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Harnick’s ‘Aha Moment’ And Lasting Career
The man who gave the world the iconic Fiddler lyrics is himself a fiddler, though a bum shoulder forced him to put down the violin last year.
It was, in fact, a violin teacher who led him to Northwestern University, where he met fellow student Charlotte Rae Lubotsky (who became the television and film actress/comedienne Charlotte Rae). She sang the first song Harnick wrote for a college revue.
She also gave Harnick the cast album of Finian’s Rainbow to listen to, saying “you’re made of the same material." Harnick says he owes his career to Rae because of that gesture.
He was "dazzled" by Finian's lyrics by Yip Harburg. "They were so playful, but said important things," Harnick notes. Hearing them, he says, was the "aha moment" when he knew he would become a lyricist.
Harnick moved to New York from his Chicago roots, winning Tony and Grammy Awards and many other honors along the way, including the American Artist Award presented to Harnick last month at the Arena Stage for his contributions to American theater.
Most coveted, he says is The Pulitzer Prize for Drama for Fiorello, which came early in his career and was a surprise. George Abbott, who co-wrote the book for the play about former mayor of New York Fiorello LaGuardia, suggested everyone donate the $500 that accompanied the Pulitzer to the charity of their choice. "Not me," Harnick said, "I have too many bills to pay."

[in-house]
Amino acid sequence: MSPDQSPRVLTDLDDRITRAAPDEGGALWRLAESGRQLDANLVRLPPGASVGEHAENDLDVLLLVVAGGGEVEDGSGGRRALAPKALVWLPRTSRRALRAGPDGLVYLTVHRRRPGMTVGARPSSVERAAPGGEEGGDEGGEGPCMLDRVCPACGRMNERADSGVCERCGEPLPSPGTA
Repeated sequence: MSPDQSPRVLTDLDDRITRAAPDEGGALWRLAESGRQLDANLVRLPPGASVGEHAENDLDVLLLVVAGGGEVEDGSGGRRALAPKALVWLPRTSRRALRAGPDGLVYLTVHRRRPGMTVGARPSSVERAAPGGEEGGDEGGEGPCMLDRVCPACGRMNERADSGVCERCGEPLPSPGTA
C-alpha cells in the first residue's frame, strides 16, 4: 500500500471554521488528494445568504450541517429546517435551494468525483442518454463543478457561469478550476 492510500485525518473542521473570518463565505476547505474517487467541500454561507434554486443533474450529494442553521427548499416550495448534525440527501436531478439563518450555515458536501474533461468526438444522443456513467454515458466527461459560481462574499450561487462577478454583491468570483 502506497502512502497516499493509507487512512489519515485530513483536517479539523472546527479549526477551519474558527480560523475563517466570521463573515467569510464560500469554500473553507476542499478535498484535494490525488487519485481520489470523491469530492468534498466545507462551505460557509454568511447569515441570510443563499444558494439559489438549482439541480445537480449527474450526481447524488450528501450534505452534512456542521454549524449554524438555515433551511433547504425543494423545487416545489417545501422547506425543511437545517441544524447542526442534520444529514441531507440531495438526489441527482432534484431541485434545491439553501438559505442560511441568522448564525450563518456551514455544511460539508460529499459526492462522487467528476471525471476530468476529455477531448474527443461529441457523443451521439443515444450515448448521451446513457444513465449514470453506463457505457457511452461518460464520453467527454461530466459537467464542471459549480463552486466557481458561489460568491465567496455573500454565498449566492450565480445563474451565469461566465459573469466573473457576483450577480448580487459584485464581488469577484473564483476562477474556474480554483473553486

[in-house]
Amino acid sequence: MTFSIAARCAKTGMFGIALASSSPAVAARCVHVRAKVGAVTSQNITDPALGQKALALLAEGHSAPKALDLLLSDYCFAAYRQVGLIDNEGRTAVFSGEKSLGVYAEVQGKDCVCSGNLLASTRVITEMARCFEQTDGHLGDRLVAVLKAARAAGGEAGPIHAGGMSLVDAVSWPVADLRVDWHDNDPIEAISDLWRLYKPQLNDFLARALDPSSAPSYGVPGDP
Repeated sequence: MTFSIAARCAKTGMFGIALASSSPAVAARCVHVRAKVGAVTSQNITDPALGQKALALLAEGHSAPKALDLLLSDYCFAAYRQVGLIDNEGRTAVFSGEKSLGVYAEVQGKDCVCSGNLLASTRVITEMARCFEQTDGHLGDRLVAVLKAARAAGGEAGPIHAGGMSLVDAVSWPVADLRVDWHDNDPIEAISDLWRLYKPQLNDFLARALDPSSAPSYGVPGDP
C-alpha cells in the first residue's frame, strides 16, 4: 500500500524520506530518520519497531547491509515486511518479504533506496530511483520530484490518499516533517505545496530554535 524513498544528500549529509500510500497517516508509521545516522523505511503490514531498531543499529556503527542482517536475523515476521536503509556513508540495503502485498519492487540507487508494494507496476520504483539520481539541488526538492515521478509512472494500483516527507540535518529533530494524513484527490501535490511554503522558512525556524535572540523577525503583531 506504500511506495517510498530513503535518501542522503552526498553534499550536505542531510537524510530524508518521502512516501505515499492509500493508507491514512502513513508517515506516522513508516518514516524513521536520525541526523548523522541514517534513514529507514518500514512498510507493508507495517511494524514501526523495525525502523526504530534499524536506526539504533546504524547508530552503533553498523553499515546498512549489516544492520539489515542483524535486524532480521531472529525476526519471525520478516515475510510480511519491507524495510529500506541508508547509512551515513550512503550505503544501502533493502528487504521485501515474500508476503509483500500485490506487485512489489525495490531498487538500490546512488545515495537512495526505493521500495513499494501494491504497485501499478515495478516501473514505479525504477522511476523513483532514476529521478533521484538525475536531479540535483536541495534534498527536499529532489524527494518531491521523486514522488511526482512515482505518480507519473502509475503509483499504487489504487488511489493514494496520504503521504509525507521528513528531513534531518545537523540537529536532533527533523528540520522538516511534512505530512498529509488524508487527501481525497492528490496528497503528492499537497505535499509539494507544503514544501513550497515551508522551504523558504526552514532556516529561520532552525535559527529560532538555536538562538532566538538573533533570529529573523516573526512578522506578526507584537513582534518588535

Harnick stopping to take some notes in a New York subway station.
A Songwriter’s Struggle
Like any writer, a lyricist can struggle with words or have them magically flow from the brain to paper. Harnick says there are songs like Little Tin Box in Fiorello that he wrote overnight, but others like Sunrise, Sunset that took weeks and weeks to get every lyric just right.
Swiftly fly the years
One season following another
Laden with happiness and tears
For Harnick, that song, was a personal reflection on family. "I was thinking about my daughter and how I was getting older," he says.
(MORE: Show Tunes Are Getting Some Respect Again)
Some songs he wrote for Fiddler and other musicals ended up on the cutting room floor — songs Harnick loved even if they were not right for the shows. But they saw new life in a two-CD set, Sheldon Harnick: Hidden Treasures, released this year on his 90th birthday. The set includes rare demos that Harnick performed with Bock, his late collaborator.
Life’s Unbelievable Events
Now that he's reached his tenth decade, Harnick is able to look back at two events that have given his life special meaning.
The first was meeting and marrying his wife, with whom he collaborated this year on a book, The Outdoor Museum: Not Your Usual Images of New York, featuring Harnick's poems and Gray's photographs.
The second was how Fiddler drew so heavily from his life experiences growing up in a non-Jewish neighborhood of Chicago where a number of Jewish men raised enough money to convert what had been part of a secretarial school into a synagogue. "When I started working on Fiddler, I remember seeing these older men, gaunt figures who looked like they could have survived concentration camps, praying with such fervor. So it was very exciting to bring those historical figures in Fiddler to life," Harnick recalls.
Fifty years on since opening night on Broadway, when Harnick thought the show about a milkman and his daughters "might run a year or two if we're lucky," he says, "the success of Fiddler has been the most unbelievable event in my life."
Sheldon Harnick and his wife Margery Gray